How to Create Your Own MCAT Study Plan - Prep For Med School

How to Create Your Own MCAT Study Plan

How To Create Your Own MCAT Study Plan

Along with your GPA, the MCAT is the most crucial factor in getting into medical school. It is not something you can “wing it.” It takes a lot of work and preparation. This article is written by Alexa Smith, who score in the 99th percentile on the MCAT. In the article, she provides the groundwork for planning your MCAT study schedule to do well.

Here’s Alexa.

Why Are Study Schedules Important?

A study schedule is an excellent way to make a plan for yourself regarding MCAT prep. It both gives you a way to know if you are falling behind and also helps you make sure you save time for all of the prep you want to do.

Without a schedule, you could easily fall behind on content review and end up not having set aside enough full days for practice exams. Or you could end up having to cut content review short and rush through some practice materials before your exam.

With a schedule, you can hold yourself more accountable and systematically approach your studies. This article will walk you through the process of making your MCAT study schedule. This allows you to tailor it to your needs and preferences.

Step One: Pick a Timeframe

The first thing you need to do is decide when you are testing and when you will start prepping. Typical prep time is about 2-4 months.

There is a lot more to get into with deciding when to take the MCAT, but make sure you consider when MCAT scores are due for the medical school application, as well as when you will have enough time to study adequately. This typically means having about 250-400 hours.

Once you have your dates laid out, make a spreadsheet or chart (either physical or digital) to input your schedule. It should have at least seven columns and as many rows as you have weeks to study.

Step Two: How Long to Content Review

Something important to consider is how long you want to do content review versus dedicated practice problems. This decision is also very dependent on your study methods. Consider how you studied and succeeded in your pre-med classes as an undergraduate. If you know that practice is where you learn the best, then plan for more practice time and less content review.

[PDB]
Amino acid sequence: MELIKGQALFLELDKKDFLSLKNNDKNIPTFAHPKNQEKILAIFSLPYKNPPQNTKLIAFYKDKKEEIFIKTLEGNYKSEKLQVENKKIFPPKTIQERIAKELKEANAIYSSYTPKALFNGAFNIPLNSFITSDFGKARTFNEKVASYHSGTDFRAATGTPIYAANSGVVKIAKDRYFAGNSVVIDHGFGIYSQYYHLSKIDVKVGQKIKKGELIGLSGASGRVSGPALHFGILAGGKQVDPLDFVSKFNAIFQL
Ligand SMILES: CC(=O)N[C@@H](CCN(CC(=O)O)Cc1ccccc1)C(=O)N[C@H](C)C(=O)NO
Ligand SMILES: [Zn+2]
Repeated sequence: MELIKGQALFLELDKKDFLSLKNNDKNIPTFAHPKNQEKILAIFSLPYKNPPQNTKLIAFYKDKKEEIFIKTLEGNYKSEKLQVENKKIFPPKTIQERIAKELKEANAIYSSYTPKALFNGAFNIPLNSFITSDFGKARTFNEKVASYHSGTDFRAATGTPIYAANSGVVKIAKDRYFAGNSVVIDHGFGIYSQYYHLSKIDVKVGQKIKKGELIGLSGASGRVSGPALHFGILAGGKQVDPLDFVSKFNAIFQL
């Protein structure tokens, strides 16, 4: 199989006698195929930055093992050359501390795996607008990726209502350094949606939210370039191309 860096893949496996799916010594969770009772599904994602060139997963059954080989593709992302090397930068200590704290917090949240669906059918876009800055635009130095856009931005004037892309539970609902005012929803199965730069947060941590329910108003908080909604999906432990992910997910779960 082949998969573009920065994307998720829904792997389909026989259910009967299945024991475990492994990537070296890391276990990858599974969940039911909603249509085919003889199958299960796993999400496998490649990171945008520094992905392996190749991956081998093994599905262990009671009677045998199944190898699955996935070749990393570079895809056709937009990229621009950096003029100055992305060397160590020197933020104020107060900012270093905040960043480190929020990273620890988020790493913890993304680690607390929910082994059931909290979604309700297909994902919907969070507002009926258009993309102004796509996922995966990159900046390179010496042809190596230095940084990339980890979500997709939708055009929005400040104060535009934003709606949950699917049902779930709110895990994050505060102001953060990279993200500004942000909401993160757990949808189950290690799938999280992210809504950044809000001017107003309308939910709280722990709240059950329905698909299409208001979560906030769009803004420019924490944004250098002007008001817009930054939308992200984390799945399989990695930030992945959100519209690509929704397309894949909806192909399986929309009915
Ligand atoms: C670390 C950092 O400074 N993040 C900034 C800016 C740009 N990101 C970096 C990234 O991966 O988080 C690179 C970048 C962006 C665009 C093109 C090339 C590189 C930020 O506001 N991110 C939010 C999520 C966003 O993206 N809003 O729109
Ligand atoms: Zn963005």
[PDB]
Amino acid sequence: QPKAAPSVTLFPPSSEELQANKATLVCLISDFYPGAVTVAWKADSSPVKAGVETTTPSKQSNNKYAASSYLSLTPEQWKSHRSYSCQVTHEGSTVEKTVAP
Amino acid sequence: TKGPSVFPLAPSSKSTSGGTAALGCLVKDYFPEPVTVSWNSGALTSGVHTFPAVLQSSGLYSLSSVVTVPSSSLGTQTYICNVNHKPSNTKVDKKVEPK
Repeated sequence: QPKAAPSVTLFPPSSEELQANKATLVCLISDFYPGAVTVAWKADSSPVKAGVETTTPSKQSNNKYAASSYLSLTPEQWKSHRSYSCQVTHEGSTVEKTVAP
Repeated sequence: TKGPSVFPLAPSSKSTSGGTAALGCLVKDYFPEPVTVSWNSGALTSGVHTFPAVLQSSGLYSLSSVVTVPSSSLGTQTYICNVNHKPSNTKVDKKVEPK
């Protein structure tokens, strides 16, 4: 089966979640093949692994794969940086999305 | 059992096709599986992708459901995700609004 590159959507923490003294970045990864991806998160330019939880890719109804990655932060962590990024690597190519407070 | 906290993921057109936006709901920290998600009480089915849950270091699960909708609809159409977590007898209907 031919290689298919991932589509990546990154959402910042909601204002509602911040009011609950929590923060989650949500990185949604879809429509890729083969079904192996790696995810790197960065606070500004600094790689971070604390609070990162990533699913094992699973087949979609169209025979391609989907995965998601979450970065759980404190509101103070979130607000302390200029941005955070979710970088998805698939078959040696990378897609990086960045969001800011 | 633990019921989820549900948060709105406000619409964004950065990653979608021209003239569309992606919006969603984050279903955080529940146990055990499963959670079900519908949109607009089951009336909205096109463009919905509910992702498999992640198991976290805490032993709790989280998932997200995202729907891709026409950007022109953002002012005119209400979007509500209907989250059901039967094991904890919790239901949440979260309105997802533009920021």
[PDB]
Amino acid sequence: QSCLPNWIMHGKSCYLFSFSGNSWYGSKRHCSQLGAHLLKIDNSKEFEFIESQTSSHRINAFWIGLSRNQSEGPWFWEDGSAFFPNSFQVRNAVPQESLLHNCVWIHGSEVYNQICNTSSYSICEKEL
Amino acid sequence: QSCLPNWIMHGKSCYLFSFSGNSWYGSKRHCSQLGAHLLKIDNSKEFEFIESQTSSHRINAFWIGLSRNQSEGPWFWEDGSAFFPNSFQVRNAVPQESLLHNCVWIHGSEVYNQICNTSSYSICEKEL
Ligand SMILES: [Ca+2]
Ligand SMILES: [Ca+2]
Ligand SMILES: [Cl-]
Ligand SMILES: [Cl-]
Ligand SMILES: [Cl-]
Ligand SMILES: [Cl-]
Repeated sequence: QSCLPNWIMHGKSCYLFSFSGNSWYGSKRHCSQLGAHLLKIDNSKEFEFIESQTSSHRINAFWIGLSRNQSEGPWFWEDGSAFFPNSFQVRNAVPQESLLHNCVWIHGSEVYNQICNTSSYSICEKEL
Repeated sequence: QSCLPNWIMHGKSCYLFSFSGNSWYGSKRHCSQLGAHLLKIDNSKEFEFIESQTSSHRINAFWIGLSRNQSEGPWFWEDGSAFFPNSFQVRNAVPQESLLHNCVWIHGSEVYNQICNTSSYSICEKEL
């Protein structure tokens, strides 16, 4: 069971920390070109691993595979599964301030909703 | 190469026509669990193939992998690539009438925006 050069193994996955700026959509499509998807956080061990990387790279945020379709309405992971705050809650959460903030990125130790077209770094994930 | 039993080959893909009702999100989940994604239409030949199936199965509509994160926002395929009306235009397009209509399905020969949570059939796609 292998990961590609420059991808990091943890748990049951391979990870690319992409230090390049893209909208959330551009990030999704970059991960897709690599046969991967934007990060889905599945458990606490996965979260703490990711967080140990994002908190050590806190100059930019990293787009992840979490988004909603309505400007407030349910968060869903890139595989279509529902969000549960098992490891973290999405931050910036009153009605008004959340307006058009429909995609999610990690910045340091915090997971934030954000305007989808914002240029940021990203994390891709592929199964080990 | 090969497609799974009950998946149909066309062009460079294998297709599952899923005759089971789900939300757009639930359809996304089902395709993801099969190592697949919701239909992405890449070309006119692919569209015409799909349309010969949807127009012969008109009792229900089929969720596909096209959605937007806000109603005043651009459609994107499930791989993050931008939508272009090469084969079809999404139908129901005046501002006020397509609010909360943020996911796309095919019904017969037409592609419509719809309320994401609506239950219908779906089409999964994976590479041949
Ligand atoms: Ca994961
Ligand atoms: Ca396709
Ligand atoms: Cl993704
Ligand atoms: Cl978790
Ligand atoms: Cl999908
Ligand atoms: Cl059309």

Practice is definitely the most important thing you can do to prepare for the MCAT, so adding in more is not bad. Content review is, however, necessary, so you do need to strike a good balance.

I think it is a good idea to leave about 25% of your study time just for practice problems. This means you will need to finish content review 2-4 weeks before your prep ends. Choose what works best for you, and know that you can always adjust your schedule later if you learn more about what works best.

Step Three: Look at Time Commitments

Next, it is important to figure out how many hours you have a day to study. Take a look at your other time commitments. Are you working full-time? Do you have shadowing or volunteering certain days a week?

Figure out how many hours daily and weekly you are going to commit to studying. As a point of reference, the total MCAT prep time ranges from 150 to 400 hours for most people

It is okay if your availability changes during your prep. You might have less time at first if you start prepping during the school year. But once summer begins, you can commit more time to study.

Keep these numbers and your availability in mind as you plan out the rest of your schedule.

Step Four: Schedule Practice Exams

Practice exams are vital to a successful MCAT. You need to at least complete the 5 AAMC full-lengths (4 scored and 1 Sample Test).